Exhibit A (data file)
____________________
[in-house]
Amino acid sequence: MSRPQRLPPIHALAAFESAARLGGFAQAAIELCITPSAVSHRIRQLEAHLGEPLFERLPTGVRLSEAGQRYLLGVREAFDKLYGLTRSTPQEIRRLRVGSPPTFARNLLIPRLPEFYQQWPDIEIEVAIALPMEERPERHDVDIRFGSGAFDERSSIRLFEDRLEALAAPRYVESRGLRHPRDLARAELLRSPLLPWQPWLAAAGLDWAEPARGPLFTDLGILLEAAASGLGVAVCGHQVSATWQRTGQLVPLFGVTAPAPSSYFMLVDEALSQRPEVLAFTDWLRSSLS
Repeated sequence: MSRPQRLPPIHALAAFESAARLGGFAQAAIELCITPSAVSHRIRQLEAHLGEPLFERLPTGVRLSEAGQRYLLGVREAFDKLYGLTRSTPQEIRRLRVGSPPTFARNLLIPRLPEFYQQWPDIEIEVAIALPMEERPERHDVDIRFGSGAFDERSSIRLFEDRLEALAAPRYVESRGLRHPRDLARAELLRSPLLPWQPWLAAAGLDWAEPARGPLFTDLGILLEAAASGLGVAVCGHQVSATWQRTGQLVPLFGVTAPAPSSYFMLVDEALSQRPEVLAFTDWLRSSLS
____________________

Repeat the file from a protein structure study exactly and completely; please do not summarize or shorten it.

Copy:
[in-house]
Amino acid sequence: MSRPQRLPPIHALAAFESAARLGGFAQAAIELCITPSAVSHRIRQLEAHLGEPLFERLPTGVRLSEAGQRYLLGVREAFDKLYGLTRSTPQEIRRLRVGSPPTFARNLLIPRLPEFYQQWPDIEIEVAIALPMEERPERHDVDIRFGSGAFDERSSIRLFEDRLEALAAPRYVESRGLRHPRDLARAELLRSPLLPWQPWLAAAGLDWAEPARGPLFTDLGILLEAAASGLGVAVCGHQVSATWQRTGQLVPLFGVTAPAPSSYFMLVDEALSQRPEVLAFTDWLRSSLS
Repeated sequence: MSRPQRLPPIHALAAFESAARLGGFAQAAIELCITPSAVSHRIRQLEAHLGEPLFERLPTGVRLSEAGQRYLLGVREAFDKLYGLTRSTPQEIRRLRVGSPPTFARNLLIPRLPEFYQQWPDIEIEVAIALPMEERPERHDVDIRFGSGAFDERSSIRLFEDRLEALAAPRYVESRGLRHPRDLARAELLRSPLLPWQPWLAAAGLDWAEPARGPLFTDLGILLEAAASGLGVAVCGHQVSATWQRTGQLVPLFGVTAPAPSSYFMLVDEALSQRPEVLAFTDWLRSSLS